An Assessment Of The Environmental Toxicity Of Silver Iodide-With Reference To A Cloud Seeding Trial In The Snowy Mountains Of Australia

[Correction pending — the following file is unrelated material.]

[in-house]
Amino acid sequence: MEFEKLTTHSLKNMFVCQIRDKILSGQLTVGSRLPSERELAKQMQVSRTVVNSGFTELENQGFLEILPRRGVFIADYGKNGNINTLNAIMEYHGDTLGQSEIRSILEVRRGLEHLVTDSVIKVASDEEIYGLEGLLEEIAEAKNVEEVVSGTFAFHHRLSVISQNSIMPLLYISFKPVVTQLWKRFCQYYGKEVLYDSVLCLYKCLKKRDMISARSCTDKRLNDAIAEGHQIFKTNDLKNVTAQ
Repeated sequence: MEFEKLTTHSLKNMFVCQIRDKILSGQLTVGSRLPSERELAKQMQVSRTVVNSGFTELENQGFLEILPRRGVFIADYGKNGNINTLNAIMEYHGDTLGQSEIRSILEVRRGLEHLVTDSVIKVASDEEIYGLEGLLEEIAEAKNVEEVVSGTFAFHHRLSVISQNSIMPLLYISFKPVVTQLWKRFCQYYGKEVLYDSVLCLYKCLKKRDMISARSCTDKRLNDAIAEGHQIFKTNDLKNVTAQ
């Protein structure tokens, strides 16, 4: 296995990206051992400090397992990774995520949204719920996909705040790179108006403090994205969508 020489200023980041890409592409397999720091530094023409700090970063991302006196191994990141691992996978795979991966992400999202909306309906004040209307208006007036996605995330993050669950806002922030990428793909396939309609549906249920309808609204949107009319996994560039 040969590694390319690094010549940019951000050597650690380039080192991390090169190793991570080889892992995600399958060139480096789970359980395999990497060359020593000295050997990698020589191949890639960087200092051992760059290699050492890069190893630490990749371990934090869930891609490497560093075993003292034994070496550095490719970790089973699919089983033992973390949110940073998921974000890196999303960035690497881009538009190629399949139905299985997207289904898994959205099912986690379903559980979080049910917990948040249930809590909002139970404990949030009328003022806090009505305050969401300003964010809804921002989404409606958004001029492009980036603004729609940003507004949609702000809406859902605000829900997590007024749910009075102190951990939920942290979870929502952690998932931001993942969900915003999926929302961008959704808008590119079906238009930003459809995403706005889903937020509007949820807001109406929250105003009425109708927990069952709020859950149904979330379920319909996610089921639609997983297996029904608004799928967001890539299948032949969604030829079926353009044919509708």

AbstractThe objectives of the Snowy Precipitation Enhancement Research Project are to determine the technical, economic and environmental feasibility of augmenting snowfalls in the Snowy Mountains region of New South Wales. The project commenced during 2004, following proclamation of special enabling legislation, the Snowy Mountains Cloud Seeding Trial Act 2004 (NSW). Amongst other things, the legislation prescribed a target area of approximately 1000 square kilometres (mostly within the Kosciuszko National Park), and scheduled completion date of 2009. The legislation also mandated the use of silver iodide as the seeding agent. The Snowy Mountains Cloud Seeding Trial Act 2004 (NSW) was amended in May 2008, expanding the size of the target area to around 2150 square kilometres, and authorising the continuation of cloud seeding activities until April 2015. An extensive review of the literature was undertaken prior to commencement of the project to determine if the use of the silver iodide (AgI) seeding agent would have an adverse impact on the environment. Although silver ions from watersoluble silver salts have been shown to be toxic to aquatic species, this is not the case for the insoluble silver iodide. Many studies have shown that the toxicity of silver ion in water is significantly ameliorated by the presence in water of chloride ion, carbonate ion, sulfide ion and dissolved organic carbon. In addition, silver has been shown to strongly adsorb onto particulate matter in water. Recent research has shown that silver ion concentrations in natural waters are negligibly small, and an investigation in the study area has confirmed many of these ameliorating factors to be present. Consequently the bioavailability of silver is unlikely to change from the current background levels. Extensive investigations undertaken prior to the commencement of the project confirmed background levels of silver, and the presence of many ameliorating factors known to limit toxicity of silver the ion. An analysis of ecotoxicity monitoring data collected over the first four years of the SPERP has shown that the monitoring program has sufficient power to detect any adverse trend in silver concentration well before a level of environmental concern is reached. The SPERP monitoring results to date have all shown mean concentrations of total silver to be well below any level of concern, and we consider the risk of an adverse ecotoxicological impact resulting from the use of silver iodide for this project to be negligibly small.
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